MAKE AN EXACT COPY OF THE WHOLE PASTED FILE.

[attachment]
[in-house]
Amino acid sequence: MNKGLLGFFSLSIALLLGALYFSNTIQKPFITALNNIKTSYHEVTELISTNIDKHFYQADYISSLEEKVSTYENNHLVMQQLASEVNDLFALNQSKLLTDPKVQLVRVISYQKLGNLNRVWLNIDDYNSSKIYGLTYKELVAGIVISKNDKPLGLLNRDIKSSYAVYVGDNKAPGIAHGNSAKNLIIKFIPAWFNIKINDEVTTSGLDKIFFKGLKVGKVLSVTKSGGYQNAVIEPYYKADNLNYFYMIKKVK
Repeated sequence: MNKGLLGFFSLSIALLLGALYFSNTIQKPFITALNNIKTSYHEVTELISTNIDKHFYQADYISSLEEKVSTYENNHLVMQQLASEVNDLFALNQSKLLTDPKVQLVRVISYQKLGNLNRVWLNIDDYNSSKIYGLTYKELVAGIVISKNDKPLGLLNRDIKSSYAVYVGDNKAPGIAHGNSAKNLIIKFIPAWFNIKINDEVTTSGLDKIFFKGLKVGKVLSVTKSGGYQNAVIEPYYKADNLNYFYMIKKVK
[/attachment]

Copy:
[in-house]
Amino acid sequence: MNKGLLGFFSLSIALLLGALYFSNTIQKPFITALNNIKTSYHEVTELISTNIDKHFYQADYISSLEEKVSTYENNHLVMQQLASEVNDLFALNQSKLLTDPKVQLVRVISYQKLGNLNRVWLNIDDYNSSKIYGLTYKELVAGIVISKNDKPLGLLNRDIKSSYAVYVGDNKAPGIAHGNSAKNLIIKFIPAWFNIKINDEVTTSGLDKIFFKGLKVGKVLSVTKSGGYQNAVIEPYYKADNLNYFYMIKKVK
Repeated sequence: MNKGLLGFFSLSIALLLGALYFSNTIQKPFITALNNIKTSYHEVTELISTNIDKHFYQADYISSLEEKVSTYENNHLVMQQLASEVNDLFALNQSKLLTDPKVQLVRVISYQKLGNLNRVWLNIDDYNSSKIYGLTYKELVAGIVISKNDKPLGLLNRDIKSSYAVYVGDNKAPGIAHGNSAKNLIIKFIPAWFNIKINDEVTTSGLDKIFFKGLKVGKVLSVTKSGGYQNAVIEPYYKADNLNYFYMIKKVK